Farmers oppose land use conversion for subdivision project in CDO

CAGAYAN DE ORO CITY (MindaNews/08 November) — A group of agrarian reform beneficiaries and farmers engaged in organic farmers is opposing land use conversion which would pave the way for multi-million housing projects in Barangay Lumbia, a suburban district of this city.

Just a few meters from a newly bulldozed road leading to a subdivision project, members of the Palalan CARP Farmers Multi-purpose Cooperative (PCFMPC) hanged streamers saying “no to land use conversion.”

To prove their point that the 111.141 hectares awarded to the farmers on Sept. 8, 1992 is still “very much agricultural,” the PCFMPC invited reporters to visit their organic farm named “Uma sa Kalinaw” (Farm for Peace) Monday.

Fernando Bermoy, one of the PCFMPC members and an expert in sustainable agriculture said  their land is very productive as a mere 2,500 square meters can generate an income of P15,000 a month.

Bermoy said they named their farm Uma sa Kalinaw as they wanted to prove that even small farms can be very productive.

“Kung dunay abot ug makaon ang mag-uuma, dunay kalinaw” (If farmers are productive and have something to eat, there will be peace), he said.

Their organic farm has high crop diversity and they produce their own fertilizer.

“Bahay Kubo has only 14 vegetables, we have in our farm 36 kinds of vegetables and 50 herbs for gourmet and medicinal purposes,” Bermoy said comparing their farm to the enumeration of vegetables in the folk song.

He said the lowly upland kangkong planted in a 2,500-sq. m. organic farm can earn as much as P2,000 and tanglad (lemon grass) another P500 per week.

They have a coffee (Robusta variety) nursery that caters to the planting material needs of Nestle coffee farms that can earn as much P8,000 a month.

They also have 40 hectares planted to organic mango whose potential can be very huge as “class A market has the demand for the naturally produced mangoes” as well as high value cashew trees.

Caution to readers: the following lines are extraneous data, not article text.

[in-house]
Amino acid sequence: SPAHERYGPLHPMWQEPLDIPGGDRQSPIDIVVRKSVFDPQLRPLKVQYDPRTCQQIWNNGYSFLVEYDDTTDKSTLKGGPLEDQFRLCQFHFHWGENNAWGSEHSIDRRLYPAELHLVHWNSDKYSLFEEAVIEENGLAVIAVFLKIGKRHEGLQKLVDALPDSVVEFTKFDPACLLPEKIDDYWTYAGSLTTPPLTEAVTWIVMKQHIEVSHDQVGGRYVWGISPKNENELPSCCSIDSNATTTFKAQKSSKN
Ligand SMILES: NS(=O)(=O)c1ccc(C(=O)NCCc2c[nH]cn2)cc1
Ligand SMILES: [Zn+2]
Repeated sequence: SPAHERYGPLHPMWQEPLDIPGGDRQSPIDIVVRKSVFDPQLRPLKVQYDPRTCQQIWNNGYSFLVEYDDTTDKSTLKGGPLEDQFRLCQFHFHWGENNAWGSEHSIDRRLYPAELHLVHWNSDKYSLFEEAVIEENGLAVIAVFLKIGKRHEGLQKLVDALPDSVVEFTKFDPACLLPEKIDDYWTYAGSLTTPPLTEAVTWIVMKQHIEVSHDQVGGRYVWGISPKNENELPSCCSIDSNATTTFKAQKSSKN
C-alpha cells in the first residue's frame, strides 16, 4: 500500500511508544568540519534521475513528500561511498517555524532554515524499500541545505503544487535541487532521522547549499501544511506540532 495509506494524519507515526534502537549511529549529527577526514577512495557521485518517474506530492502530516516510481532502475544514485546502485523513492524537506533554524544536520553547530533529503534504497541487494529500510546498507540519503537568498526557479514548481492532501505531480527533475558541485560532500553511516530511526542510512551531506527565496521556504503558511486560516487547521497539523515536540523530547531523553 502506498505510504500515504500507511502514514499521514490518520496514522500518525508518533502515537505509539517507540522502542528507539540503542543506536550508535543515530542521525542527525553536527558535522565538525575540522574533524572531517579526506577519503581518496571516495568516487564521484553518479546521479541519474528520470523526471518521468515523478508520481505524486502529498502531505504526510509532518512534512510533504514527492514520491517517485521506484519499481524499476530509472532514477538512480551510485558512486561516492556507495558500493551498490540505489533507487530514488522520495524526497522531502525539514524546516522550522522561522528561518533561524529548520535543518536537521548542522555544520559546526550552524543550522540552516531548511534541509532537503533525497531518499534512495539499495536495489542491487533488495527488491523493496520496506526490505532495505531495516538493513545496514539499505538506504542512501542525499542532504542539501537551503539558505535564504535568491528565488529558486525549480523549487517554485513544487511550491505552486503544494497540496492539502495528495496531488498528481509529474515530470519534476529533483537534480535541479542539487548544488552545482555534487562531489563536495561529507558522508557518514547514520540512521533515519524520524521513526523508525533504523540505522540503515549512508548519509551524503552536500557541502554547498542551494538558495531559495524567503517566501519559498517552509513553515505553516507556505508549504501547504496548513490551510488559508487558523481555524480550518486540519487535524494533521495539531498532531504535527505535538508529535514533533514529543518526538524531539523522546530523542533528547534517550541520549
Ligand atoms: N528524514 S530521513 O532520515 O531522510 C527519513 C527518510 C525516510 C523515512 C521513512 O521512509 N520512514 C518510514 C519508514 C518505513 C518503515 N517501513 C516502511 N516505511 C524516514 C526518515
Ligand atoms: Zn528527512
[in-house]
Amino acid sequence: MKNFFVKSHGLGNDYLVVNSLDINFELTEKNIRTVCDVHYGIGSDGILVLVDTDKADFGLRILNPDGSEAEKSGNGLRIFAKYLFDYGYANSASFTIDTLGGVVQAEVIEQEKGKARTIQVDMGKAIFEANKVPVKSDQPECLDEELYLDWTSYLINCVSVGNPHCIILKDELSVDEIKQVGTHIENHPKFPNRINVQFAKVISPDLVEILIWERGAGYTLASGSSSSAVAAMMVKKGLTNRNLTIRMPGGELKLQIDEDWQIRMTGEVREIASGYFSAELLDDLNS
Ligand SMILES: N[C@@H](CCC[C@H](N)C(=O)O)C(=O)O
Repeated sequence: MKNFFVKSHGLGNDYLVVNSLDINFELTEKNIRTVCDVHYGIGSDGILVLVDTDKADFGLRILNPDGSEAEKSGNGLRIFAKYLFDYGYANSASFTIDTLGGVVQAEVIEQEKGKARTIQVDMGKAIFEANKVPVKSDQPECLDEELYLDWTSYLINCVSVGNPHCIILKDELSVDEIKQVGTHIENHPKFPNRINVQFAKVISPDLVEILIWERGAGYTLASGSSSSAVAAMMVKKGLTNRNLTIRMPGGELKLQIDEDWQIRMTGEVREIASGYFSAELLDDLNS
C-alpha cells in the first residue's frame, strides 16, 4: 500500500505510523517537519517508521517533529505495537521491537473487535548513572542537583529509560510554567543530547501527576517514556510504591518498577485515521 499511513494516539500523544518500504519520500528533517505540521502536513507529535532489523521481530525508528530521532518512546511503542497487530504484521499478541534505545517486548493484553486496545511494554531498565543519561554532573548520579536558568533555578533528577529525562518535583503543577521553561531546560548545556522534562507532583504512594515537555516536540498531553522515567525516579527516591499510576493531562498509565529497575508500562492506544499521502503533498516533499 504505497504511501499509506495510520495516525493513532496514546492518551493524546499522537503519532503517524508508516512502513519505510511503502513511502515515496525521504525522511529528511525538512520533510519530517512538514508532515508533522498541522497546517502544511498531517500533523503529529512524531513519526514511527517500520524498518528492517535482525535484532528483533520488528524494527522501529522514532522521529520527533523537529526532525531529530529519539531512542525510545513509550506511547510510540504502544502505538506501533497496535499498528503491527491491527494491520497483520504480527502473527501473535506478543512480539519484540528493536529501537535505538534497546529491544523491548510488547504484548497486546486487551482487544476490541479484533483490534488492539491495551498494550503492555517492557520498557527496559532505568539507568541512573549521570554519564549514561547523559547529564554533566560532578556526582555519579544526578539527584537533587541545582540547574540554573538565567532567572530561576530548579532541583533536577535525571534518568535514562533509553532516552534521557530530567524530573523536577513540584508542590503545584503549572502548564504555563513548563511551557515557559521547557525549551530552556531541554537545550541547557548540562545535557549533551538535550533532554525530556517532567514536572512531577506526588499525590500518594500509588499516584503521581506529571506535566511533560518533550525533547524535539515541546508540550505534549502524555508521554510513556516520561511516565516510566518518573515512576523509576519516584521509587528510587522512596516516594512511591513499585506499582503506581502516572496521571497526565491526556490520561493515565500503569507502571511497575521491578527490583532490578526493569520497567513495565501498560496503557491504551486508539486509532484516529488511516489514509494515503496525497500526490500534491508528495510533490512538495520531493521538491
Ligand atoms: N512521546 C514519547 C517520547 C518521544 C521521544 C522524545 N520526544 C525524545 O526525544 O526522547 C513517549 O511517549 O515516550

“What we have is a very financially viable farm,” Bermoy said.

But some so-called unscrupulous members of the cooperative have reportedly connived with land prospectors and subdivision developers.

This has pitted them in a bitter legal battle against their former co-beneficiaries, who have sold their priced agricultural land won through the government’s agrarian reform program twice already.

“As of now, from the original 67 agrarian reform beneficiaries of PCFMPC, 37 have remained with their lands,” Bermoy said.

Andy Donggay who now chairs the PCFMPC said that they have questioned in court the legality of the sale of the agrarian reform lands.

In August 2009, a group of farmer beneficiaries claiming to represent the PCFMPC sold the lands to a certain Diana Biron of Pasig City.

But the Cooperative Development Authority did not recognize the group that transacted the sale.

In March this year, another group again “sold” the land for P250 million to the Mt. Carmel Engineering Services.

The PCFMPC is now working for the annulment of these transactions and for the prosecution of the alleged perpetrators.

Donggay, a yuppie turned organic farmer said that they wanted to protect the land from opportunists and that they would not hesitate to pursue them in the courts. (BenCyrus G. Ellorin/MindaNews)